Wednesday, December 07, 2011

Check Points By Michael Casey

Check Points

By Michael Casey

ISBN: 978-0-9838238-1-0

Adastra Press

16 Reservation Road

Easthampton, MA 01027


Review by Dennis Daly

At its core black humor usually camouflages a tragic reality. These poems by Michael Casey effectively make use of this type of humor, but do more than just camouflage. They provide a serious tool with which one can confront the horror of war, in this case the ill-conceived Vietnam War. The author’s technique allows us to see the logic of madness from inside out. The poem, bolo, cleverly explains,

the captain asks me

were you aiming to shoot

the pistol out of that guy’s hand?

And I said

fuck no, sir

I was aiming

for the finger I shot off.

In another poem entitled Chicom a demolition expert is asked for a favor—to defuse a grenade so that it could be used as a souvenir. The ordinance guy

.. said sure

and tried to pull

the bamboo tube

out of the serrated metal cone

it didn’t work

so he started banging the grenade

viciously against the corner of the jeep.

Fragging, the killing of your own officers, is poetically dealt with here by infusing this definition with an outrageous potion of black humor. The logic in this humor is as inescapable as it is bizarre. The cause of this phenomenon is blurted out in the poem of the same name, Fragging:

…it’s entirely

from electromagnetic disturbances

in the atmosphere

like I’m dumb he yells out

sunspots sunspots.

Makes absolute sense, doesn’t it? Especially since the alternative reality makes no sense at all.

The gravitas of the book in total far outweighs the poignancy of any individual poems. In fact most of the poems need one another and become much better pieces in this context. A good example of this is the obvious character development of the narrator’s fellow MP, John Bagley. Each succeeding poem seems to color him in with more detail. In the title poem, Check Point, Bagley is no more than a punch line. He is a rule breaking MP, who gives the narrator a ration,

Bagley starts the shit

how he’s an MP too

what right I have

tell him what to do.

Then the narrator pounces,

the Captain ask me

make a head count of pees

leaving the LZ

so I point to Bagley

and say


The poem, John John At Chu Lai Airport, paints more endearing qualities onto Bagley’s personality, as he deftly deals with the military bureaucracy using not a little wit,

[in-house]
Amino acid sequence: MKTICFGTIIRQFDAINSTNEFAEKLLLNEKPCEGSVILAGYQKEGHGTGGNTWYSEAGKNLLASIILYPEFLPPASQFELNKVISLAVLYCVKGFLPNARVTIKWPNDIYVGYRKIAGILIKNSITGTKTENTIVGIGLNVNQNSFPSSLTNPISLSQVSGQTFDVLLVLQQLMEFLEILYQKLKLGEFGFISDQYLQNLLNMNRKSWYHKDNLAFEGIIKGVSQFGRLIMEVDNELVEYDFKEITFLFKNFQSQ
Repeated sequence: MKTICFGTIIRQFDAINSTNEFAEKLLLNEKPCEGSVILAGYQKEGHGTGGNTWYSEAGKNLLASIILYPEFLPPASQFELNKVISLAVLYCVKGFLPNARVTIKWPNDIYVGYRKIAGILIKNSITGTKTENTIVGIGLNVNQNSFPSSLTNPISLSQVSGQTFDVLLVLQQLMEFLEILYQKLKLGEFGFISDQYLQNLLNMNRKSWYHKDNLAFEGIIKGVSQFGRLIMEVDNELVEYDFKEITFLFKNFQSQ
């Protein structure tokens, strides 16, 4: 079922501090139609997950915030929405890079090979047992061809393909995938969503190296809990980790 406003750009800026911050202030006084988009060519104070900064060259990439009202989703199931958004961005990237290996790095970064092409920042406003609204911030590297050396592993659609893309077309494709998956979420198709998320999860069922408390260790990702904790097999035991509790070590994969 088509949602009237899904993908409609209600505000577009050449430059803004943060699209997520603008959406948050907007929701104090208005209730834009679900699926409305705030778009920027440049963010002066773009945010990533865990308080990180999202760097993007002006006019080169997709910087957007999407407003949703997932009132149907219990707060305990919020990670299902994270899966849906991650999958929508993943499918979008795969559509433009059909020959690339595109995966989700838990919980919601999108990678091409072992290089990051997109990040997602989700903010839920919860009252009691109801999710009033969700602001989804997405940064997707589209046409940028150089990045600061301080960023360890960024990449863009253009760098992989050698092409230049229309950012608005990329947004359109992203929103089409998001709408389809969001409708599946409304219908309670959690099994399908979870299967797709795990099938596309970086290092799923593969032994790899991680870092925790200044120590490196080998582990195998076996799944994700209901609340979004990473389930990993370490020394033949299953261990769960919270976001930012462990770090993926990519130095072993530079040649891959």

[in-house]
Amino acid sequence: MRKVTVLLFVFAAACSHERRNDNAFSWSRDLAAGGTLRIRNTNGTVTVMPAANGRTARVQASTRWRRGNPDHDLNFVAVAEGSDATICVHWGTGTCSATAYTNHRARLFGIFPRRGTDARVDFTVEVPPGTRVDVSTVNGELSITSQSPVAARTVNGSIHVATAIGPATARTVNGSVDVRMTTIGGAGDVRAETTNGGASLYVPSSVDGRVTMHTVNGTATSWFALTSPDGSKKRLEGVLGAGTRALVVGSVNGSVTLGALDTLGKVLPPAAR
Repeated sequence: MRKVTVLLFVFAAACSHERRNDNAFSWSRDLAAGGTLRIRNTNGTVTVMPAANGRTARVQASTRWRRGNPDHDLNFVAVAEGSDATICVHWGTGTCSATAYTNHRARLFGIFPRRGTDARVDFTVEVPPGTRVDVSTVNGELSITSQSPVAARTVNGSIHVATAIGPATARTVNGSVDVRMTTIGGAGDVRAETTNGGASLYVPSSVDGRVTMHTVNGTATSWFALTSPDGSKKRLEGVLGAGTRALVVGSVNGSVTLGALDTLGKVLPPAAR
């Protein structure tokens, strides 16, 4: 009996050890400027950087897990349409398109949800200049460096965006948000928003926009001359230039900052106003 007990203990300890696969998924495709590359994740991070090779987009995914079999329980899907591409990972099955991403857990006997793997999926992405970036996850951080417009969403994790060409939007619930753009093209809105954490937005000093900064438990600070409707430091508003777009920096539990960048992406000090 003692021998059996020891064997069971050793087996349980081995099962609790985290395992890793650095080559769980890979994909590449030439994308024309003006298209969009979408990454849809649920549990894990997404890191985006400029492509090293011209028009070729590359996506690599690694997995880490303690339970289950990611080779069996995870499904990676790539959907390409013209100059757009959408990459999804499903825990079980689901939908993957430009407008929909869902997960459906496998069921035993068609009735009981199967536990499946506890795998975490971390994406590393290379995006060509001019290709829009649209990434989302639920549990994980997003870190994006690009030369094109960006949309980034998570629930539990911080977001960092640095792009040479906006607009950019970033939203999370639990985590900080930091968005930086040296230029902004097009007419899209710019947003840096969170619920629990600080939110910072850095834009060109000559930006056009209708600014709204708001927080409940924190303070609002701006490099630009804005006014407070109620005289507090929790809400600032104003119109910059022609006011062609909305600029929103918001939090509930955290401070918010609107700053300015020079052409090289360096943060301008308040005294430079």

so I wrote down

the reason I came to Bangkok


not the bus tours.

In Turnkey Bagley, Bagley brags how he caught US troops breaking into, not out of, POW security,

I caught them almost right away

from their laughing

which woke me up

just as soon as I heard it

if not earlier

The culmination of all of Bagley’s antics is reached in the poem, Army Commendation, when his character becomes an anti-hero of mythological proportions,

I was in country six months

when the entire unit

everyone in it received

an Army Commendation Medal

everyone but Bagley.

Of course a poetic character of this stature must accomplish some impossible deed with his super powers. Bagley does this by saving the narrator’s life in his own unique way. Says the poet,

… I was gonna go

I arrange for Bagley to wake me up

Bagley forgets all about me

and the theater is blown up

two separate charges

within fifteen minutes

I talk to Bagley at the hospital about it

he says

how’d that gook know

it was such a lousy movie.

Notice that the fact that Bagley is indeed in the hospital as a result of the bombing is glossed over as not worthy of mention, but is consistent with war-logic as portrayed by Casey.

After one of their comrades is killed (Cenerizio’s Service), Bagley copies the technique of another soldier to remove that thought from his head. The scene is both affecting and ironic at once. He hits his ear with a hand

slapping himself hard

and you know

I knew right away exactly

what he wasn’t thinking of.

In the same way we know all too well what Michael Casey is not saying about war’s unspeakable nature in this remarkable book of poems.

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